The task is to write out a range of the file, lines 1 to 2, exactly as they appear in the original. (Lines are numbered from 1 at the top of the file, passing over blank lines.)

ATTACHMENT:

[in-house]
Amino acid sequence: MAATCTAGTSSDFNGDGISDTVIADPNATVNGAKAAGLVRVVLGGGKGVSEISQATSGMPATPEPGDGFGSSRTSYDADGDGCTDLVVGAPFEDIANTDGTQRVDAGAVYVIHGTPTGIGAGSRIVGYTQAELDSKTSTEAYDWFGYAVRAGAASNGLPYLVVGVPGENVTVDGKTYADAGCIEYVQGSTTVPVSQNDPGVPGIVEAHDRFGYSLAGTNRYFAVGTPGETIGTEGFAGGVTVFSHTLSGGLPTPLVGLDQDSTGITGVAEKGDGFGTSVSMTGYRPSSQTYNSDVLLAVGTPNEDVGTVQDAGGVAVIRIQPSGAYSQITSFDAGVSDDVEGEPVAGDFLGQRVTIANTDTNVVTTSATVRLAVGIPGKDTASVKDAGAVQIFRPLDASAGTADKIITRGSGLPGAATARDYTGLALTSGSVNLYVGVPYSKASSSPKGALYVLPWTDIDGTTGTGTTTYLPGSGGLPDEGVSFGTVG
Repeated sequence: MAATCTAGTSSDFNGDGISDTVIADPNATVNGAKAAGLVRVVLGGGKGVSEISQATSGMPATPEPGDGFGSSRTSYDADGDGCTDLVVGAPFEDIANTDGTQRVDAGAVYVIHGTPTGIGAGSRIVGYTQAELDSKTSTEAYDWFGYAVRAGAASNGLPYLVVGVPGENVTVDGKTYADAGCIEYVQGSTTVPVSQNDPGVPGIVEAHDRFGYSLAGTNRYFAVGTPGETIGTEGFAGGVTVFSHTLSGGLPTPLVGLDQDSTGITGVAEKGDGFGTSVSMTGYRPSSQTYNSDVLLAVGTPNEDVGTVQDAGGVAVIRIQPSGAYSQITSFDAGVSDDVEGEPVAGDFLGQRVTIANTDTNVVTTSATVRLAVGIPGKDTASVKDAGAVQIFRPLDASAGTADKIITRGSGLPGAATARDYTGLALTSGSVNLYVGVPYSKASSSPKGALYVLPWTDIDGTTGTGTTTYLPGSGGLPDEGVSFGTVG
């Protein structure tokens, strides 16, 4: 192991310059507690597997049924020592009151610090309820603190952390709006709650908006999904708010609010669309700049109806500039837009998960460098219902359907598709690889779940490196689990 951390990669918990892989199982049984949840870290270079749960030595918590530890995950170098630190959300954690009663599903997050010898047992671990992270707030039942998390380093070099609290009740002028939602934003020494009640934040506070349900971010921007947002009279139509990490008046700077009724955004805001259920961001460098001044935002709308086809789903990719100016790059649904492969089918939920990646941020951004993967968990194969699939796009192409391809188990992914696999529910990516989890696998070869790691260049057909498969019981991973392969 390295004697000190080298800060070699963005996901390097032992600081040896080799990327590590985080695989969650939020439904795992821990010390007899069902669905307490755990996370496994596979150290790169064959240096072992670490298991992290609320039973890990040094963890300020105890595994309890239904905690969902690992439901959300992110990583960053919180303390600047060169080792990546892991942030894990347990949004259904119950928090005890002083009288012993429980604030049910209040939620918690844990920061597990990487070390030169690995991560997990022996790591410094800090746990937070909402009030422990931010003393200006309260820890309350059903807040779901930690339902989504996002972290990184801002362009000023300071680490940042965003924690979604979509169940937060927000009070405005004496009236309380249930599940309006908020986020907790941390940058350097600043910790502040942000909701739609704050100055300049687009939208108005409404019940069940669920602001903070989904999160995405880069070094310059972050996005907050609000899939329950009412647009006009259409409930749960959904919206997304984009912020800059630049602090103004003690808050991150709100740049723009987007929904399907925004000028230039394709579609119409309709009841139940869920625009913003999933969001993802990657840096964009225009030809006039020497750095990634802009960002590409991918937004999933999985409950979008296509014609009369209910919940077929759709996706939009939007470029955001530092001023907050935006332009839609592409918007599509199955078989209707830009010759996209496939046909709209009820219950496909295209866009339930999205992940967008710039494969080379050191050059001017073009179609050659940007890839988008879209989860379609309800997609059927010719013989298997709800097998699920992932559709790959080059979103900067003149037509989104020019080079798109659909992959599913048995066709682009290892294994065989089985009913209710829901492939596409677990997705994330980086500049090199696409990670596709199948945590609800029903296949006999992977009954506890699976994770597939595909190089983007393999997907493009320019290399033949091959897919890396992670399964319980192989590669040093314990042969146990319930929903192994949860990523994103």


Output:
[in-house]
Amino acid sequence: MAATCTAGTSSDFNGDGISDTVIADPNATVNGAKAAGLVRVVLGGGKGVSEISQATSGMPATPEPGDGFGSSRTSYDADGDGCTDLVVGAPFEDIANTDGTQRVDAGAVYVIHGTPTGIGAGSRIVGYTQAELDSKTSTEAYDWFGYAVRAGAASNGLPYLVVGVPGENVTVDGKTYADAGCIEYVQGSTTVPVSQNDPGVPGIVEAHDRFGYSLAGTNRYFAVGTPGETIGTEGFAGGVTVFSHTLSGGLPTPLVGLDQDSTGITGVAEKGDGFGTSVSMTGYRPSSQTYNSDVLLAVGTPNEDVGTVQDAGGVAVIRIQPSGAYSQITSFDAGVSDDVEGEPVAGDFLGQRVTIANTDTNVVTTSATVRLAVGIPGKDTASVKDAGAVQIFRPLDASAGTADKIITRGSGLPGAATARDYTGLALTSGSVNLYVGVPYSKASSSPKGALYVLPWTDIDGTTGTGTTTYLPGSGGLPDEGVSFGTVG